Annotating the Issues with Shaykh Abduljabbar – Ibraheem A. Waziri


First published February 3rd 2021

The case of Shaykh Abduljabbar is a case of, Paradigm and that of Interpretation as I have written before, I think, that there are two positions in the general Muslim paradigm regarding the Prophet:

1. The Prophet of Islam is not a human being like everybody. That he is a spiritual being having human experience.

2. The second school insist that he is a human being like every other. That he only had spiritual experience (‘wahy’, revelation). The first position is shared by Sufi Shia and non Sufi Shia.

Some Sufi that are Sunni also tend to this understanding. While the second position is shared by Sunni at non Sufi level. Therefore when it comes to interpretation of Hadith especially of Sunni canonical collection, wherever the prophet is shown to be human with very typical human characteristics, forgetfulness, simple non fundamental errors of judgements in non religious matters, etc, the Shi’ites consider it as sacrilegious and therefore unacceptable. They also accuse Sunni outrightly of lying and fabrication for attributing such to the Prophet.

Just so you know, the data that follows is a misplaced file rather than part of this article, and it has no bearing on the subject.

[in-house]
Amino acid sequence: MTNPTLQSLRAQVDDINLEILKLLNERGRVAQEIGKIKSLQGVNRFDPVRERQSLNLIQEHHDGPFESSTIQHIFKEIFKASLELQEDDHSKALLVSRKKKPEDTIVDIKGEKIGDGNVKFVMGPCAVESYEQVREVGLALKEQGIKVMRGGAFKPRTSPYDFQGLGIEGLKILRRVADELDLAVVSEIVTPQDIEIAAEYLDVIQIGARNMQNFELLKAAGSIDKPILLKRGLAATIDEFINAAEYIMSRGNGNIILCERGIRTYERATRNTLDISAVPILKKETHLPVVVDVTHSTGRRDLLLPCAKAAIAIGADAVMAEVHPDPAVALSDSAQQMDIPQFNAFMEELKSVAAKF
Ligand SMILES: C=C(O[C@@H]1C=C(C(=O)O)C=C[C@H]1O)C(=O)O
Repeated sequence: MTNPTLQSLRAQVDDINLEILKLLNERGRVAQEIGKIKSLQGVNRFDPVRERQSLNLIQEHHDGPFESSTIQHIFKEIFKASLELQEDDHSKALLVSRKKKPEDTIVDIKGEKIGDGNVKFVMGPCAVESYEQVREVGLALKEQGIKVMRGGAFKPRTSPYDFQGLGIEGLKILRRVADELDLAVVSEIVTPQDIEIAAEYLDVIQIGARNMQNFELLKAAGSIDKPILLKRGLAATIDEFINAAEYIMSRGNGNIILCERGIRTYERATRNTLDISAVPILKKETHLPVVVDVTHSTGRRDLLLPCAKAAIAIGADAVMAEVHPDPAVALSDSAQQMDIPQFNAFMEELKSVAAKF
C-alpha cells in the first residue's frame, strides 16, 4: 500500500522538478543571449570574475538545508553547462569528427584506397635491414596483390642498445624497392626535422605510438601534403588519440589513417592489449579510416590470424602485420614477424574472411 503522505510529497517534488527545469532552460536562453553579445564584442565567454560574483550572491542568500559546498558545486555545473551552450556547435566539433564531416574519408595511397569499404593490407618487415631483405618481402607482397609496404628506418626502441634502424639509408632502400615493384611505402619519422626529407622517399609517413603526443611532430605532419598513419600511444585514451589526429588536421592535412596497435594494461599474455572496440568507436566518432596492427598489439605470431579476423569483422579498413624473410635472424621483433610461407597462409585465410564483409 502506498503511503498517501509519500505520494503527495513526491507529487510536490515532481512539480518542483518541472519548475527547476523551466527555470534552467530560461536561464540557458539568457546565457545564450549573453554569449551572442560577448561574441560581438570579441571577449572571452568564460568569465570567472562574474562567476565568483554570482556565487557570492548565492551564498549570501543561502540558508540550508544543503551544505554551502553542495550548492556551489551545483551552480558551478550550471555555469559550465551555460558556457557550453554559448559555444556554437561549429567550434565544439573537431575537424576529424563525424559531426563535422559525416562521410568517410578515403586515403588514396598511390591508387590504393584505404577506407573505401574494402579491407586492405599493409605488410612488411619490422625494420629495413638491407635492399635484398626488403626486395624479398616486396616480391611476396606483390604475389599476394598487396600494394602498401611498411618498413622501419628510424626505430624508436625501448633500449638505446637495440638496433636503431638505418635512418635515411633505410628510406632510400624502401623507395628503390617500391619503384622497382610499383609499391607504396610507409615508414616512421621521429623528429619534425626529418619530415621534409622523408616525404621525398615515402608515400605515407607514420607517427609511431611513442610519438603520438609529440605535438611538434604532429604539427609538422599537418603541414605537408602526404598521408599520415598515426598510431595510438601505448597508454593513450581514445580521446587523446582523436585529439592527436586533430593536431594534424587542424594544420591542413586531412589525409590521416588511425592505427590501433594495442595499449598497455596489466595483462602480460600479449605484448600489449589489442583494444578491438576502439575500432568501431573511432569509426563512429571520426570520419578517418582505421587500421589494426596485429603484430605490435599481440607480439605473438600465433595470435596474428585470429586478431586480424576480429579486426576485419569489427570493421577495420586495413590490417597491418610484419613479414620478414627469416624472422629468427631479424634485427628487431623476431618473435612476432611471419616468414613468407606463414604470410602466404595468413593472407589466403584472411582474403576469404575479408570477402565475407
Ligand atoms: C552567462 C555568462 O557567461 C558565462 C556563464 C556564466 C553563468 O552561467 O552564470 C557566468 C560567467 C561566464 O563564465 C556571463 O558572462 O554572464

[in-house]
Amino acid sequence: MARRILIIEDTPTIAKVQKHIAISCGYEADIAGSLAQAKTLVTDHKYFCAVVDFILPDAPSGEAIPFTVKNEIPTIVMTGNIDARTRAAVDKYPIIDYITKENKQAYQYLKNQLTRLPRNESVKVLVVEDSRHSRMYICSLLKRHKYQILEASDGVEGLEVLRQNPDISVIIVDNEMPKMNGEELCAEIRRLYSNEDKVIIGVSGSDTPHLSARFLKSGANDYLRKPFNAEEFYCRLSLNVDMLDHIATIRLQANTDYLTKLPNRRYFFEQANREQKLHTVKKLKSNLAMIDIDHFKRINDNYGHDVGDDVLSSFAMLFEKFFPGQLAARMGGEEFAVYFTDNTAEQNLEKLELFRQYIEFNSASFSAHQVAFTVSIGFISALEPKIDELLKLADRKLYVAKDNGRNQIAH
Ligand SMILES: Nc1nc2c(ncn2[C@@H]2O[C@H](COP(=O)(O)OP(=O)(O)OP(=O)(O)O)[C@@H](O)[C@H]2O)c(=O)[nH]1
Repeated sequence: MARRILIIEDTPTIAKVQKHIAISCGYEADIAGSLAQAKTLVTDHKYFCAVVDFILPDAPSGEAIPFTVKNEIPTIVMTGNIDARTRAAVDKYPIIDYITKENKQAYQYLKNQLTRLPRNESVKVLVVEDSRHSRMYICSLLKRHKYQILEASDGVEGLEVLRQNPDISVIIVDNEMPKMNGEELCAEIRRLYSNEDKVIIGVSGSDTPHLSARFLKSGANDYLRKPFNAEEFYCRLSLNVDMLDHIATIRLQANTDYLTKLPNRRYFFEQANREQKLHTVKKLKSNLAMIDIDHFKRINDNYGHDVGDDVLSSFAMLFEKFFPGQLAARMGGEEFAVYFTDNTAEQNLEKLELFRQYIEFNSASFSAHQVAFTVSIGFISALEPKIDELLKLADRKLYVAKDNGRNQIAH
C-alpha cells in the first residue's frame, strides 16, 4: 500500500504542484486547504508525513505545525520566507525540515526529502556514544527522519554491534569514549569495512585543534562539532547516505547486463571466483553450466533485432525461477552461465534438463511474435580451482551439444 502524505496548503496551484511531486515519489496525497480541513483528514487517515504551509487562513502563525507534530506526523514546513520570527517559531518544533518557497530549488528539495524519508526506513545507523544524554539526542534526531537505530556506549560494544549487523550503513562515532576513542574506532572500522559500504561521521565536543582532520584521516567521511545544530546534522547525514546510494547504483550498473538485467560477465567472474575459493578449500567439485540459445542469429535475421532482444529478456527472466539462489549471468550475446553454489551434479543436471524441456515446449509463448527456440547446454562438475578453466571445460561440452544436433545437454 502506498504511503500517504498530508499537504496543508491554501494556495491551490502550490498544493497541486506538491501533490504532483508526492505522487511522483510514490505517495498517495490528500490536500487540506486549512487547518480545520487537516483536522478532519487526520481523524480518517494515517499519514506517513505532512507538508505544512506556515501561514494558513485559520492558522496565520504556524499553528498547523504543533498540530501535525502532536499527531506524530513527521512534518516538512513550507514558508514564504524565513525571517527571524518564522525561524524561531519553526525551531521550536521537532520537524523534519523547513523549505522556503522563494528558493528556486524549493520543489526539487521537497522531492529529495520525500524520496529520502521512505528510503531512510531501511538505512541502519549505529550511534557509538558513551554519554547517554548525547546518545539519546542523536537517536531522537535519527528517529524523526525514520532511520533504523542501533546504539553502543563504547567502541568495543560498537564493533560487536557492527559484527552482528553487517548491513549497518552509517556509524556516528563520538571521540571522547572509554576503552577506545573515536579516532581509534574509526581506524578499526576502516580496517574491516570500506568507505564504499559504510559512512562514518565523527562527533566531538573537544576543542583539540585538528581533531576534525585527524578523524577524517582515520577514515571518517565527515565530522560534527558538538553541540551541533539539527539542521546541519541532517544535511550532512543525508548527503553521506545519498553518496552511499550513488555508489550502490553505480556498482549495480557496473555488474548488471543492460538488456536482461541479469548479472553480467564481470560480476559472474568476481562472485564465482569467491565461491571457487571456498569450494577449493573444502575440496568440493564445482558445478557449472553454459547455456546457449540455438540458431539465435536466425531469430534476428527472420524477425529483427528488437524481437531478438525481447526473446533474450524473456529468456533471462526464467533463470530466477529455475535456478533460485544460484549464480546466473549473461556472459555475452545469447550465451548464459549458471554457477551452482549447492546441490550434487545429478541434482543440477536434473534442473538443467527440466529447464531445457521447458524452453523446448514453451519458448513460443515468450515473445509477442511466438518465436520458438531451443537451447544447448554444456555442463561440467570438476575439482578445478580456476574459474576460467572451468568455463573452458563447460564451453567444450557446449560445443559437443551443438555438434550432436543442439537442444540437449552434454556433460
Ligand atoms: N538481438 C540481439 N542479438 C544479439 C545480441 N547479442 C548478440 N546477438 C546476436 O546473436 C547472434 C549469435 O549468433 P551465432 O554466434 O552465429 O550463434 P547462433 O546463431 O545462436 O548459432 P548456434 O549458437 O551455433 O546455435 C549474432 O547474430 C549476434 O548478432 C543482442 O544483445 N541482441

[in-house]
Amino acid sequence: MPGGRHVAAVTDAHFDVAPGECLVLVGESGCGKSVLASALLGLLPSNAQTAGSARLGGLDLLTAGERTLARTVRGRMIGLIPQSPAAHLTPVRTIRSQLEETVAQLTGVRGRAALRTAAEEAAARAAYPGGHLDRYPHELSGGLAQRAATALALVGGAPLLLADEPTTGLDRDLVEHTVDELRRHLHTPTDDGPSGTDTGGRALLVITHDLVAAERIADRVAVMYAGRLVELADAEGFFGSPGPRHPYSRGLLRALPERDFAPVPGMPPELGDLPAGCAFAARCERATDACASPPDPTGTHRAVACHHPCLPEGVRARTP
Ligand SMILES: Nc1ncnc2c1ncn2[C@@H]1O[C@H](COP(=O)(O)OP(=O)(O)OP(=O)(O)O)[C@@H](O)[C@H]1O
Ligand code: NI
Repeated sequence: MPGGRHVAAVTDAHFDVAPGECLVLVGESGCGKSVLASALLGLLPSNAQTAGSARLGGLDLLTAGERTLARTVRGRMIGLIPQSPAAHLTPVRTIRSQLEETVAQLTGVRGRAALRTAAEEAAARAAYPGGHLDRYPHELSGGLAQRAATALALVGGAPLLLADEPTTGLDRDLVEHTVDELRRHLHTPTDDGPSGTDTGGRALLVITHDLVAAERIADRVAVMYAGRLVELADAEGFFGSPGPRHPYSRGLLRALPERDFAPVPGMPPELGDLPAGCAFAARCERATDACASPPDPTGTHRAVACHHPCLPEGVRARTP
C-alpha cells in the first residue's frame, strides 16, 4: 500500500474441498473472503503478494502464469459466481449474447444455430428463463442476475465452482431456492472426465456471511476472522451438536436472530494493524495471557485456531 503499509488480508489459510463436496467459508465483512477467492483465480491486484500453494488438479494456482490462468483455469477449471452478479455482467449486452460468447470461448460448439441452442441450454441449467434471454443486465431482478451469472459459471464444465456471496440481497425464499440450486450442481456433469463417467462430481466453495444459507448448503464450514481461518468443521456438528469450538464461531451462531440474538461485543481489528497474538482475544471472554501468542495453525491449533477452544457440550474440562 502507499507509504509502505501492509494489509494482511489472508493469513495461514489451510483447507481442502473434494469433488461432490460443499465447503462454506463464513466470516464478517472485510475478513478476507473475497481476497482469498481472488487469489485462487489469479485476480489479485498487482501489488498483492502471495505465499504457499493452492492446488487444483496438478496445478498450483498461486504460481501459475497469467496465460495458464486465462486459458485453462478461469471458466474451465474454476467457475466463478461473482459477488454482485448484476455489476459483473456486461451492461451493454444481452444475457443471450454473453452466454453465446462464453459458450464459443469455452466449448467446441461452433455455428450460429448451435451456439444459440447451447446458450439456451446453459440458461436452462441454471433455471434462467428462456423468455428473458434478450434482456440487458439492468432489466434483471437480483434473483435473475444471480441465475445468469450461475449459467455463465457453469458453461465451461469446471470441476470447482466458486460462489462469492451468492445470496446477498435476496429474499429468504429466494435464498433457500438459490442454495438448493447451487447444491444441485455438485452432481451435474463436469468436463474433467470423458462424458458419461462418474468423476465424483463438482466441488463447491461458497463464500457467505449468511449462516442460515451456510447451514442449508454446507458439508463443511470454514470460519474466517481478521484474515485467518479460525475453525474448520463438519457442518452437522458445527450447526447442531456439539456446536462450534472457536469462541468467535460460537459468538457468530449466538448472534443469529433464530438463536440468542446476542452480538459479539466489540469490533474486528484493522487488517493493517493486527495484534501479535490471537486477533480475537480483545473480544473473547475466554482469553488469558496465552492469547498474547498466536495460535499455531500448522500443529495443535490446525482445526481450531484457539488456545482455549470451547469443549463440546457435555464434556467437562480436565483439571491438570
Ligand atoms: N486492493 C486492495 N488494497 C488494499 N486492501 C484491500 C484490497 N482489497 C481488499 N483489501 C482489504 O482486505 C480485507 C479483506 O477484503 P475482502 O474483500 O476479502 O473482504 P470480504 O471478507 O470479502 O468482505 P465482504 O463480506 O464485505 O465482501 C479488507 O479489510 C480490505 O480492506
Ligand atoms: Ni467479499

For the Sufi Sunni who attribute special place in their spiritual hierarchy, to the major Hadith collectors, they also find all sorts of noble intention in them and highest positive morally inclined interpretation to any form of depiction they will make of the Prophet in the authenticated Hadith. The Sunni non Sufi also give the Hadiths the possible best positive interpretation because the prophet is above, from the very onset, every perceived negative morally unacceptable label.

Shaykh Abduljabbar has a Sunni Sufi background but with a paradigm similar to the Shi’ites above. With time he has also developed mode of interpretation of the Sunni Hadith canons that is purely Shi’ite – among Muslim – but without admitting he has converted to Shi’ism.

It is my humble opinion that if ever there will be a sitting between the Shaykh and his counterparts who admit of being Sunni or Sufi Sunni, the theme of the discussion and negotiation should be about the standard upon which it is agreed in Sunna to view the prophet, his Hadith reporters, chroniclers and compilers. PLUS the standard any teacher must adopt in teaching those canons. Let Shaykh Abduljabbar admit whether he is Sunni or Shi’i flatly. After then we will all know from the onset that we have different paradigms, principles of engagement with history; perceptions about present realities and future possibilities.

Paradigm is everything. It makes Christians to read the Bible and see the affirmation of the crucifixion of Christ while late Ahmed Deedat, a Muslim, reading the same Bible saw the repudiation of Christ’s Crucifixion. Lets just admit where we belong, know and remain within some prescribed limits. As it is Shaykh Abduljabbar presently claims to repudiate in Sunni canons some ills that no Sunni ever believed they exist in the way he puts them, in the canons.


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